The 61st annual reenactment of Washington's daring Christmas 1776 crossing of the river - the trek that turned the tide of the Revolutionary War - was staged Wednesday afternoon on the Pennsylvania and New Jersey border.
The river crossing went off without a hitch, a welcome change from recent years when poor weather conditions and high water levels had prevented the crossings from taking place. On those occasions, the re-enactors instead walked across a bridge.
Hundreds of people braved the cold on Wednesday to watch the three boats make the crossing from Pennsylvania to New Jersey and hear Washington's stand-in deliver stirring words to the troops. John Godzieba, the president of the Friends of Washington Crossing Park's board of directors, thanked the crowd for their interest and support.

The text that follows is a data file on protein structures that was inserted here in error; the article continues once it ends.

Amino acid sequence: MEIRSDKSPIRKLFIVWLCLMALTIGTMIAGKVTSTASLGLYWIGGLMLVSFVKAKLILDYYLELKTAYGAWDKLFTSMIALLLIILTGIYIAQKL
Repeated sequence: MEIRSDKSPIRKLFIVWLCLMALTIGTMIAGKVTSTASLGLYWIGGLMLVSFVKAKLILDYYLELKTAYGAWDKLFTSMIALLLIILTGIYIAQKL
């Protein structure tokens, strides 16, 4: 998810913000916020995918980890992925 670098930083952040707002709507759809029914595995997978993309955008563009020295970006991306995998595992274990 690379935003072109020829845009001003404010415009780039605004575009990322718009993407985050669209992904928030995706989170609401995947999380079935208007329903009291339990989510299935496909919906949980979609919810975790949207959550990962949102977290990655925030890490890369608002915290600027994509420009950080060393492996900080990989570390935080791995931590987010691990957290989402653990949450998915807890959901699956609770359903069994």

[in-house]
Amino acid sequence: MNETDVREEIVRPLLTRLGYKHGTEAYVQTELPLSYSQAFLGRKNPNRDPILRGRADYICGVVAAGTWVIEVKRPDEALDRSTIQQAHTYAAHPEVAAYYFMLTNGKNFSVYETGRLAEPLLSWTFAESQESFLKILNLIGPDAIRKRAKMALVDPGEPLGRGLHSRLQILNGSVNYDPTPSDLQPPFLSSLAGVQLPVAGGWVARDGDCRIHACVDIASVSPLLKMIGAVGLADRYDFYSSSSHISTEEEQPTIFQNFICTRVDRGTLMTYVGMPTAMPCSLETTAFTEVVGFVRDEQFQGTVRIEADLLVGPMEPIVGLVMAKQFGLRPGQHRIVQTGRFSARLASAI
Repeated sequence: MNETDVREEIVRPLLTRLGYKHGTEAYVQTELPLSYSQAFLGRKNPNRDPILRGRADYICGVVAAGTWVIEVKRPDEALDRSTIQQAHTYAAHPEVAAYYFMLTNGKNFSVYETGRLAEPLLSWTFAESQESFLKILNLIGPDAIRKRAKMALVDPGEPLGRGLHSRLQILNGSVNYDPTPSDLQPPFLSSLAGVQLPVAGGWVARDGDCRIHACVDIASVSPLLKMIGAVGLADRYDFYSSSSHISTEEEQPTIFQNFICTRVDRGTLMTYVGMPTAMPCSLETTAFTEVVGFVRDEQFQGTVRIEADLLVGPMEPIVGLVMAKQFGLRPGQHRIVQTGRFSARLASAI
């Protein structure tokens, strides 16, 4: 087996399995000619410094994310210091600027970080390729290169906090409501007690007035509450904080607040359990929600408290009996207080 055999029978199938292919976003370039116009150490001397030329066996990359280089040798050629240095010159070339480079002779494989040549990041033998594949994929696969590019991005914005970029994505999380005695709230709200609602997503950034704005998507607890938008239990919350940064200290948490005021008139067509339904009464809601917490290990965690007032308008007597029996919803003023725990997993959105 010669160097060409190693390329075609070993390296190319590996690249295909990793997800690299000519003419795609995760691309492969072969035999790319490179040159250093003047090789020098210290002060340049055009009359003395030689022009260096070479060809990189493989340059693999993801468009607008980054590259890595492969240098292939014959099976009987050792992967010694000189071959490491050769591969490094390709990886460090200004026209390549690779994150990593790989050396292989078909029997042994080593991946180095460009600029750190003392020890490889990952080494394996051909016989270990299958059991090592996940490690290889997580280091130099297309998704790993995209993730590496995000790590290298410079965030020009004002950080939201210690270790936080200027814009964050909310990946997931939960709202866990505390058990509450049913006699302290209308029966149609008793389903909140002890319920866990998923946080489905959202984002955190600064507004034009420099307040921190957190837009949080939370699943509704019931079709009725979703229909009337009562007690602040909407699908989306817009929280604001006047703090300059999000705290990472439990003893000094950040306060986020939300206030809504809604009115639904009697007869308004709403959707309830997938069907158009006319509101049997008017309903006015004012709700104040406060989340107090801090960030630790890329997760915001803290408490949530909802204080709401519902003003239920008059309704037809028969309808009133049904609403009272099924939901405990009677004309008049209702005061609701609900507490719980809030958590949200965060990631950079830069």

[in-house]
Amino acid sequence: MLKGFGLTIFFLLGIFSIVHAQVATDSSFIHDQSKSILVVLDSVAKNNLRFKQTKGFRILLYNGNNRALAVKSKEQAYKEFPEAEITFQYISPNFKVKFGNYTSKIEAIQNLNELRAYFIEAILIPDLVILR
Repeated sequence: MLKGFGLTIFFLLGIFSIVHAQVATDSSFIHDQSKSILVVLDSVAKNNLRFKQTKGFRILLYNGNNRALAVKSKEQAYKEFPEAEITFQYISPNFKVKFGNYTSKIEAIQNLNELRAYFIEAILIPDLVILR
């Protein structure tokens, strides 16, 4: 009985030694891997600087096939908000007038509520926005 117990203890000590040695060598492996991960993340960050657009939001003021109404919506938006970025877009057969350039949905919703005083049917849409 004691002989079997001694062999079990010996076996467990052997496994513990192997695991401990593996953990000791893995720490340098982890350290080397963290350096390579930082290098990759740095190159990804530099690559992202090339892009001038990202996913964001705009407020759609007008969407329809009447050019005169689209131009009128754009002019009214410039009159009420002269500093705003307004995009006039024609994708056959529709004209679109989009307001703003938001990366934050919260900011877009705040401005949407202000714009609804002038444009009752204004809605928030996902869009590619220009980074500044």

"Thanks for staying out here and waiting for us to cross," said Godzieba, who played the role of Washington. "I know it's cold, but I appreciate your patience."
At the conclusion of the event, Godzieba and his troops marched back to Pennsylvania, making the trip on foot across the bridge.
During the original crossing, boats ferried 2,400 soldiers, 200 horses and 18 cannons across the river, and the troops marched 8 miles downriver before battling Hessian mercenaries in the streets of Trenton. Thirty Hessians were killed, and two Continental soldiers froze to death on the march, but none died in battle.